Dental bonding is designed for small fixes. If you need more extensive work, a different option may be necessary.

How Does Dental Bonding Compare?

Dental bonding is just one of the methods you could use to improve your smile. Several others are available. This table can help you understand what your other options are and how they work: 


What Is It?

Average Cost


Dentists apply thin, tooth-colored strips to the front of your teeth to cover up imperfections.

$500-$1,100 per tooth


Your dentist uses a tooth-shaped cap to cover a damaged tooth from the gumline to the tip.

$500-$2,500 (depending on the material used in the crown)


One or multiple artificial teeth are attached to a plate that fits in your mouth. Full and partial versions are available.

$300-$500 for one full or partial plate

Source 1, Source 2, Source 3

Does insurance cover your dental bonding cost?

The National Association of Dental Plans explains that standard policies cover procedures that keep your mouth healthy. If you need an examination, cleaning, fluoride application, or root canal, that’s probably covered. However, purely cosmetic procedures are very different. 

Most people use dental bonding to make their teeth look better. They don’t need the procedure to help them do things like talk or eat their food. A procedure for a fully cosmetic issue is rarely covered by dental insurance.

Sometimes, dental bonding is considered medically necessary. At that point, it can be at least partially covered by insurance. A medical reason for bonding can mean using the technique to repair a worn or broken tooth. In these cases, dental insurance may cover 50% to 80% of dental bonding costs on average. Check with your insurance provider to determine the specifics of your policy and plan’s coverage options.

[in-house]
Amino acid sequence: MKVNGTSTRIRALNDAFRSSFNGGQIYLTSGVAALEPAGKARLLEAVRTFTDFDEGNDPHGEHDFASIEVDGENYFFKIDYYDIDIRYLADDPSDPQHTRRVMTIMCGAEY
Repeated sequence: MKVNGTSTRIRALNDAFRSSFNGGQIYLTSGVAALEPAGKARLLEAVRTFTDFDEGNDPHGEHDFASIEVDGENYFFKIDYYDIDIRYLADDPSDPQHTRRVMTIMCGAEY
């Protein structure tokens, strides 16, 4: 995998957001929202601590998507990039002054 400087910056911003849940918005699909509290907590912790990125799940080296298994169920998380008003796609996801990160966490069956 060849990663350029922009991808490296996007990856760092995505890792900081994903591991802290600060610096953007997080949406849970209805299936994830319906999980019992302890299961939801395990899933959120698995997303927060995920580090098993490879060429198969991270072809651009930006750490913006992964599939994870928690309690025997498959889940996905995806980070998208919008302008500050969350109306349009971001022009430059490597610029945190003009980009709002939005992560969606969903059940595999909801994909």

If you haven’t purchased dental insurance yet and need dental bonding, ask any potential partners if they cover the procedure and how long you’ll need to wait to use your benefits to pay for your care.

The Office of the Insurance Commissioner of Washington State recommends asking these questions when you’re shopping for dental insurance:

  • What are the costs, benefits, and exclusions (things that aren’t covered) of this plan?

  • What dentists accept this insurance?

  • How do I cancel the policy if I don’t want it anymore?

Other Ways to Pay for Dental Bonding

Even when dental bonding is not covered through insurance, it can still be discounted if you have a dental discount plan. These plans can help to lower your out-of-pocket costs when using specific providers. Generally, you will pay a monthly or annual fee for one of these plans, but it can save you money down the line.

Many dental offices and providers also offer financing options and payment plans that allow you to pay for dental bonding in installments to help you budget for the costs of the procedure. Different providers and dental offices may offer variable rates, which can be influenced by geographical location and reputation. It can therefore be beneficial to shop around for dental bonding.